Through the Plains of Jamrud the road starts to climb and curve around the mountains. The giddy ride was made even more amusing by the amount of modern shops including a pizza parlor with a free home delivery option. The Khyber agency was trying to keep abreast of world too. The valley started closing in on both sides and one could now imagine how armies of invaders all the way back to Darius had traversed through these very ancient walls of the prehistoric mountains. Alexander, Ghengis Khan, Mongol and Muslim rulers had all come down this path in lust of the jewel called India. Millions of caravans had measured its dusty roads as it has been an integral part of the eventful and imperative Silk Road and remained The road into subcontinent until the Russian invasion of Afghanistan and the country’s subsequent downfall. Although it currently still is an important trade route as well as a NATO supply route.

The British had built a railway line on which until about a decade ago a steam engine would trudge tourists along its historical turns. However a recent takeover of the agency by armed insurgents has resulted in their blowing up of its sturdy tracks in some places. The government it seems is still busy with other things it considers more important than preserving a potent heritage and an important trade route. The interrupted track still snakes along the road as we move in the entrails of the Spin Ghar range, several tunnels stand with their gaping mouths, each has something written on its entrance, relics of their British builders.

We also pass a large bulbous Stupa on top of a hill to the north, guardian of the pass’s Buddhist past.  Shagai Fort then looms large on to our south, an extensive fortification overlooking the road. The pass then narrows down further, to as legend has it, so slim a path that two laden camels could not have passed one another, this point is called Ali Masjid. The road has now been widened but the steep walls of the mountains still rise ominously close over the road. The road now crawls in the belly of the valley as the Ali Masjid Mosque and Fort look down upon it. The strategic placement of the fort is clear, here was where (if they could be) the conquerors would have been defeated and many were while those whose names live on made it through. Local legend that the Prophet’s (PBUH) cousin Ali led a congregation at the location of the mosque; hence its name. The valley walls are decorated by the shields and the insignia of the valiant’s who have fought here over the past two centuries. Until now a slight river had been flowing along the road but now turns south and the cliffs are dotted here and there by green shrubs and spring wildflowers.

The narrow file then suddenly opens up into a flat plateau; this plate is the ancient city of Landi Kotal. On our way to the border we bypass the city and continue up the road until we see an fort like building atop a cliff overlooking the road. East of the border this is the highest point, this structure is Michni Post. We stop for a wondrous view of the pass as it opens into a large valley.  From the viewing room of the post we enjoy peshawari kehwa and drink in on the horizon, the still snow clad mountains around Kabul while below us the truck and trailer dotted road snakes into Afghanistan. Further west of the post on the mountain side we can see Charbagh Fort and Taimur Lung’s prison, the children shrink in horror as we are told of the steep passage in the prison fitted with blades on top of which enemies were asked to confess or fall in. We also find out the origins of the Khyber Rifles the formerly paramilitary force organized by the British which still maintains law and order in the pass and the agency. The Muzail, a type of rifle was the weapon of choice in the area and when the British thought it prudent to organize the locals into a force to be used in the Afghan wars they asked everyone with the rifle to register; hence the birth of the Khyber Rifles.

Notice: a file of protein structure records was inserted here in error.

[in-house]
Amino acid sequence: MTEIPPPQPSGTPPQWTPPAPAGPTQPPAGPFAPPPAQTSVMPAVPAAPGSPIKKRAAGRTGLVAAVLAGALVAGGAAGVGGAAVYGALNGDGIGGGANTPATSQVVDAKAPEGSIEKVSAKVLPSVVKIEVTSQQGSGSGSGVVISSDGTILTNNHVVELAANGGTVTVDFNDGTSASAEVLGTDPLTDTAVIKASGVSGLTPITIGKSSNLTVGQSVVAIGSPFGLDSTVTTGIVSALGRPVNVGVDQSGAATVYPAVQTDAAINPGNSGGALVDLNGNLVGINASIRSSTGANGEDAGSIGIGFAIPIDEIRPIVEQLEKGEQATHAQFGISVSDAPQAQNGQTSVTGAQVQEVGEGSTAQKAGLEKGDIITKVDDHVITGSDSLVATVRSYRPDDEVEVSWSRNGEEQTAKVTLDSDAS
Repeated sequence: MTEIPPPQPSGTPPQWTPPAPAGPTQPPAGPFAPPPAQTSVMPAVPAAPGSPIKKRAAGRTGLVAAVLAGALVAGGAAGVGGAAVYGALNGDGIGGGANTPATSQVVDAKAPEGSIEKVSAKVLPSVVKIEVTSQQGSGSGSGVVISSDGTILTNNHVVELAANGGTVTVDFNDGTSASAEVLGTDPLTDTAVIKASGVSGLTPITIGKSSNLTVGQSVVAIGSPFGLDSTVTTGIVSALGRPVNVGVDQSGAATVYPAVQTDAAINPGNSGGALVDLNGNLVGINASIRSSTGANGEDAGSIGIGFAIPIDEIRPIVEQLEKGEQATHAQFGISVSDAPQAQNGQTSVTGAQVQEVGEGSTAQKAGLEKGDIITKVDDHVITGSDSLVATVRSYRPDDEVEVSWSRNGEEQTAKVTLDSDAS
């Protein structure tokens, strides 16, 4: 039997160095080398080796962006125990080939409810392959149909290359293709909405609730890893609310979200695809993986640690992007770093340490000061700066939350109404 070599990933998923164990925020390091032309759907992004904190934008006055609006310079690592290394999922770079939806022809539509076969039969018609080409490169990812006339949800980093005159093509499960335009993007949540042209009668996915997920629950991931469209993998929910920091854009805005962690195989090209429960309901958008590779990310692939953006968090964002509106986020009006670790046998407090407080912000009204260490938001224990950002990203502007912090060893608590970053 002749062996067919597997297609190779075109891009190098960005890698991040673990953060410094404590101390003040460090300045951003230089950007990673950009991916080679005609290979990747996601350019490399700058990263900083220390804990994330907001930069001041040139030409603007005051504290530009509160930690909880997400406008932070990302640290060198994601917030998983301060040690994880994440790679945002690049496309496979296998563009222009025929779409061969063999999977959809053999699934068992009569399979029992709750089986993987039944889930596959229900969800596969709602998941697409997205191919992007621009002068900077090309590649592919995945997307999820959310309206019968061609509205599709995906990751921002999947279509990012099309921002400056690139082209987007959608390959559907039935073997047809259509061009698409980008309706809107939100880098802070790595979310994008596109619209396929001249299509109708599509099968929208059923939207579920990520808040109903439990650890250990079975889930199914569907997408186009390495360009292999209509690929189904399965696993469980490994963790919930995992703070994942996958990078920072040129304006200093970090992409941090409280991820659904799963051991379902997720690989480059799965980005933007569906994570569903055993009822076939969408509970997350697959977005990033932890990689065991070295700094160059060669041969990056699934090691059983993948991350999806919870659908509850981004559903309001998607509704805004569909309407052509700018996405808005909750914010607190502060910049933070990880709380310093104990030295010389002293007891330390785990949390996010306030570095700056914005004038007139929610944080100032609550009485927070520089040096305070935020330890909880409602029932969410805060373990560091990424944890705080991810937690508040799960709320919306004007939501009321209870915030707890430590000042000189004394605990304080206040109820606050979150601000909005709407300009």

It was a treat to view the valley from the calm of the well maintained post and in the care of our very generous hosts. It is a clear day which adds much charm and depth to our view. After which we took a small sojourn on Afghan soil as we crossed the border and turned around. Next stop was the famed Khyber Rifles Mess back at Landi Kotal. We had to ask quite a few people until we finally made it to the mess. Passing several restaurants with ready to barbecue tikka’s wrapped in sheets of fat. It was lunchtime to be fair, hence the drool worthy observation. On entering the Mess gates we were greeted by lush green lawns, an oasis in the center of the dusty frontier town. Peacocks strutted around as long legged cranes sheltered from the sun in green groves. By the mess entrance we saw a huge centurion tree which had been put under ‘arrest’ by a drunk British Officer one night and remains to this day ‘under arrest’.

Inside the mess had an old world charm of dark wood paneling and starched white waiters with perfect manners. Decorated with hundreds of old pictures it required quite a few hours of study which we did not have at the time. We did however view the suite that had been occupied by HRH Diana Princess of Wales on her visit here in the early nineties. Lunch was typical mess fair (our taste buds were still tingling for the fatty lamb we had viewed outside) but the silverware, the crystal ware and the service was like eating in a royal palace; a pleasant experience that added to the old world feeling.

After that it was goodbye to Landi Kotal, not able to visit its famed railway station we had once enjoyed on a former trip, leaving something for next time we turned towards Jamrud and the waiting Karkhano market then towards the vibrant city of Peshawar. Until next time when we will come to sit by the abandoned railway tracks eating barbequed lamb and Shinwari Karai; the pass will remain haunting our memories time and again.

 

 

On Writing, and Writers Block